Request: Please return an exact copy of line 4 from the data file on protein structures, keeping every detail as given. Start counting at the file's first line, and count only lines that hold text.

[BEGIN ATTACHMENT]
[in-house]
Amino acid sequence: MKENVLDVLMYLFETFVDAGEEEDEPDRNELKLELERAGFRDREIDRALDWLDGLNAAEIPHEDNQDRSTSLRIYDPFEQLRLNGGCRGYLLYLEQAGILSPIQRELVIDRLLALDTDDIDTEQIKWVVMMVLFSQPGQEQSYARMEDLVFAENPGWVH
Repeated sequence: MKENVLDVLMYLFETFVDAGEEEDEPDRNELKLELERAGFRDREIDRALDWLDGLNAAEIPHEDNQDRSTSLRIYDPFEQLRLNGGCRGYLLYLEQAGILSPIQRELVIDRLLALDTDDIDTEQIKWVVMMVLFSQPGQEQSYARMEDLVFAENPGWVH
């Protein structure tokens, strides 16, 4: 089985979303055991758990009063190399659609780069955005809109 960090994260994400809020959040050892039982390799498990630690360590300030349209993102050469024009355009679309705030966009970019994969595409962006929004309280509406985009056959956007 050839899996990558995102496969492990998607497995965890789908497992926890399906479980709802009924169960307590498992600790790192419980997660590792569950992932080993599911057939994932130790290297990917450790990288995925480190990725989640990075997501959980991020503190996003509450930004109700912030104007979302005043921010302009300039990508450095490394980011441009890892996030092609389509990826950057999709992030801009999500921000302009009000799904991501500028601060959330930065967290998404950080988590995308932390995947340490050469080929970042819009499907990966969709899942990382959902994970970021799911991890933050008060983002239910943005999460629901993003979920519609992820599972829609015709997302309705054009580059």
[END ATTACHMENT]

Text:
């Protein structure tokens, strides 16, 4: 089985979303055991758990009063190399659609780069955005809109 960090994260994400809020959040050892039982390799498990630690360590300030349209993102050469024009355009679309705030966009970019994969595409962006929004309280509406985009056959956007 050839899996990558995102496969492990998607497995965890789908497992926890399906479980709802009924169960307590498992600790790192419980997660590792569950992932080993599911057939994932130790290297990917450790990288995925480190990725989640990075997501959980991020503190996003509450930004109700912030104007979302005043921010302009300039990508450095490394980011441009890892996030092609389509990826950057999709992030801009999500921000302009009000799904991501500028601060959330930065967290998404950080988590995308932390995947340490050469080929970042819009499907990966969709899942990382959902994970970021799911991890933050008060983002239910943005999460629901993003979920519609992820599972829609015709997302309705054009580059």